REVIEW: Alamo Bay (Blu-ray)

9:17 AM, Oct 9, 2013   |    comments
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ALAMO BAY (Blu-ray)

Tri-Star / 1985 / 98 mins / R

THE FILM:

The conflict of Alamo Bay is a very complex issue that degrades into racism and violence. Texas' Gulf of Gaveston is occupied by two groups of fishermen; the local rednecks (some Vietnam veterans) and the migrated Vietnamese. The two clash over business issues with emotional and racial baggage fueling the fire. Both make a strong case which makes this more than just a one-sided, racism-is-bad story. We know it's wrong to strongly hate those from other cultures and have seen the evils that come from it, but it's also important to know how that evil took shape.

The film follows two individuals from both camps. Shang (Ed Harris) is a bitter fisherman who can't make ends meet with his boat loans and has a terrible home life with his wife. The only joy he has is his not-so-secret affair with local woman Glory (Amy Madigan). On the other end of the spectrum, Dihn (Ho Nguyen) is the plucky new Vietnamese boy in town seeking to break into the fishing business. He hangs out with a shady group of Vietnamese fishing with unidentified boats at illegal times, but Dihn has dreams of owning his own boat to go legit. He goes about it the right way, but the racial tension puts up several roadblocks.

Director Louis Malle does his best at focusing on the small painful bits of the whole situation. The little moments where racial tension causes an emotional fight in the grocery store or an awkward moment in church capitalize on the uneasiness. There are also several brilliant shots of the fisherman at sea just trying to do their job.

One particular moment involves Shang just pulling up another cage with a silent look of hopeless etched across his face. He is a very interesting character not because he is the villain, but that he allows himself to slip into the darkness when all seems lost. His actions grow quite personal when his boat is repossessed and Glory is snatched up by Dihn. By this point, he's joined the Klu Klux Klan and is fully committed to being a full-blown racist warrior.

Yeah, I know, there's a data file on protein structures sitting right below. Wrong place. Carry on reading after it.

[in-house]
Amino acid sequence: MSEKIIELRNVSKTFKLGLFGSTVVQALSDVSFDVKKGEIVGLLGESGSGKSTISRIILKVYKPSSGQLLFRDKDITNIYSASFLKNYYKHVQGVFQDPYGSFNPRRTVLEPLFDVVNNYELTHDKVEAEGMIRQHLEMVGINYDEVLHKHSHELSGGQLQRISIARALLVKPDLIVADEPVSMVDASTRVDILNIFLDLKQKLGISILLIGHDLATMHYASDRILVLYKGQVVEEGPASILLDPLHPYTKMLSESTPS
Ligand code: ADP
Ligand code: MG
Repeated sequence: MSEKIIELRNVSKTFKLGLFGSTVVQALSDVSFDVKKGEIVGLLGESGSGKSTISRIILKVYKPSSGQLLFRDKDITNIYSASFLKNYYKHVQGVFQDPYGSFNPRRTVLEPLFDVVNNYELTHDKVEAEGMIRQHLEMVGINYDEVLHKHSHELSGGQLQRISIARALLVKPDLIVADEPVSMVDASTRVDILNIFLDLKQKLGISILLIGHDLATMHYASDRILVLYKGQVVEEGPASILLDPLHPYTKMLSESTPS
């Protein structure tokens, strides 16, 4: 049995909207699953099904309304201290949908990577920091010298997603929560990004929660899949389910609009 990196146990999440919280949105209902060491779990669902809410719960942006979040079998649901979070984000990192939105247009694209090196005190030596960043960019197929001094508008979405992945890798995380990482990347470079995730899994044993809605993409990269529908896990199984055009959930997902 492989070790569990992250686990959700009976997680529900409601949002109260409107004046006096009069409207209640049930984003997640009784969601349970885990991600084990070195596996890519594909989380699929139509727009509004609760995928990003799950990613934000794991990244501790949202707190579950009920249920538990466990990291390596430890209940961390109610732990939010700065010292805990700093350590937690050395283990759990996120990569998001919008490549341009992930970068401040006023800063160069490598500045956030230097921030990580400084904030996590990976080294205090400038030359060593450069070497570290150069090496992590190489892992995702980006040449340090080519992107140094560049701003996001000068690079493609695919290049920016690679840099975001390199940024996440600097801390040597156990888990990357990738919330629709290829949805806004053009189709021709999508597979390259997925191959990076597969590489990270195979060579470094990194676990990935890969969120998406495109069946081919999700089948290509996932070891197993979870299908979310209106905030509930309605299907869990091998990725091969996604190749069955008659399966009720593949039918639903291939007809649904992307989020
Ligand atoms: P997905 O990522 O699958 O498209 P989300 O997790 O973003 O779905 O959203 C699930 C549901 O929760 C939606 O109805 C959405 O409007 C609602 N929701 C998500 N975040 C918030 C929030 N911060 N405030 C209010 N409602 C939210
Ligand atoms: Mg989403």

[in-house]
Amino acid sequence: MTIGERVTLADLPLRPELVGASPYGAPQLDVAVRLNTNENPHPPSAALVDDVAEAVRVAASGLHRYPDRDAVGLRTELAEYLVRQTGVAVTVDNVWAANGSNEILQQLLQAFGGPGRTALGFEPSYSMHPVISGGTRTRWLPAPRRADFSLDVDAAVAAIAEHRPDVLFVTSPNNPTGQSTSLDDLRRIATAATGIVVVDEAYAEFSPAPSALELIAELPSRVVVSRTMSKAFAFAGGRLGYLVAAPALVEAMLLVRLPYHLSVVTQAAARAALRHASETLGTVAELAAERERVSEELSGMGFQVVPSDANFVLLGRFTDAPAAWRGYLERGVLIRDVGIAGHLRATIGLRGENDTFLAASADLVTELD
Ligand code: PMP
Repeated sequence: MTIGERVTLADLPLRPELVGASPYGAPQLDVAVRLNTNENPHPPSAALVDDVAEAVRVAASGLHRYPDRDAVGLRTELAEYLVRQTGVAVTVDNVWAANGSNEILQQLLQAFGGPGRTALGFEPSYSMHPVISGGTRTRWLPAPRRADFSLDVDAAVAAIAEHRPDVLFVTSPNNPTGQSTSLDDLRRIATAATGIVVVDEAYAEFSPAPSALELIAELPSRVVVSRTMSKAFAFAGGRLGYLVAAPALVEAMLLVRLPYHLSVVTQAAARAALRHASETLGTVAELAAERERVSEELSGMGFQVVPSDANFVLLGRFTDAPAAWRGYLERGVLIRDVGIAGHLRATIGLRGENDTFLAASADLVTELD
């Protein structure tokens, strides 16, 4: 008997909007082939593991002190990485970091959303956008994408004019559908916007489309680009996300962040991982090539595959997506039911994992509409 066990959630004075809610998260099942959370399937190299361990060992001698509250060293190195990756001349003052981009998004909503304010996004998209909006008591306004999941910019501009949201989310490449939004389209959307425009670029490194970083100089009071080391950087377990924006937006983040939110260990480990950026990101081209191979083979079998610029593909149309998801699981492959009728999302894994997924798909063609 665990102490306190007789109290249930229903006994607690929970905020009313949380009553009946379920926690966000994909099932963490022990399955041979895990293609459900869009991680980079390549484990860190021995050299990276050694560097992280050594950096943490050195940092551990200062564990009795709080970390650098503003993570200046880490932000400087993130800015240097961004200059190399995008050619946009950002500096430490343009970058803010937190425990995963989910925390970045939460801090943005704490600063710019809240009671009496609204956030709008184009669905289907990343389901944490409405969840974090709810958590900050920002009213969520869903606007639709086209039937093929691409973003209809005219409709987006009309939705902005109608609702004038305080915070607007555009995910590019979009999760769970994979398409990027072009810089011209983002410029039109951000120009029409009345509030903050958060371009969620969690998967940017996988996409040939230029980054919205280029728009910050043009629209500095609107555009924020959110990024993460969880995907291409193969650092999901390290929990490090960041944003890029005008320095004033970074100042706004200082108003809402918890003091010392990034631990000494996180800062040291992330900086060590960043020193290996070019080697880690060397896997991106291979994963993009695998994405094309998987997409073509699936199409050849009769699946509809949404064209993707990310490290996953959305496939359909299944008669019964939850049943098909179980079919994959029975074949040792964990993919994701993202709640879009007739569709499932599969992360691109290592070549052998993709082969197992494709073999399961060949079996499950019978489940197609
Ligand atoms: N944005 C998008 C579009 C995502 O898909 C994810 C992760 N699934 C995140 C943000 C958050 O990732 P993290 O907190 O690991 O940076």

Alamo Bay doesn't provide any easy answers to the issues of racism and immigration. The film ends with a predictably violent climax, but it still packs a powerful punch of confusing resolution. After several men are killed and injured, Glory looks drained and weary recognizing the futility of how it all came to this. It's an ending that isn't so much about how violence is an awful end-game strategy, but how easy it is to devolve into a barbaric state when your back is against the wall. Even though the second act pretty much turns into the wicked Shang versus the stoic Dihn, nobody really wins in the end.

THE DISC:

The transfer isn't quite as stunning for this Blu-ray. The grain levels are pretty high and inconsistent throughout. Outside of that, the video looks decent at best for a Blu-ray release. The audio is also nothing to brag about with (get this) an English 1.0 DTS-HD Master. In other words, it's a single channel mono track which is extremely rare for Blu-ray. It still sounds pretty good for the one speaker it occupies, but, seriously, a mono track for a Twilight Time Blu-ray?

THE EXTRAS:

This is pretty sparse for a Twilight Time release. The only extras present are the original theatrical trailer and an isolated music score (which isn't that great considering there are too few moments of music in the soundtrack).

OUR SAY:

Alamo Bay is an intriguing film to study and talk about, but it's not quite worth seeking out on this Blu-ray. Everything about the disc just screams that it was made for DVD. Hopefully, years later, there will be a general DVD release so others can enjoy this lost gem properly on a format befitting the quality. As it stands, since the film is available for digital download, this release of Alamo Bay is only worth it for the fact that 3,000 copies were produced and that it's another great role from Ed Harris.

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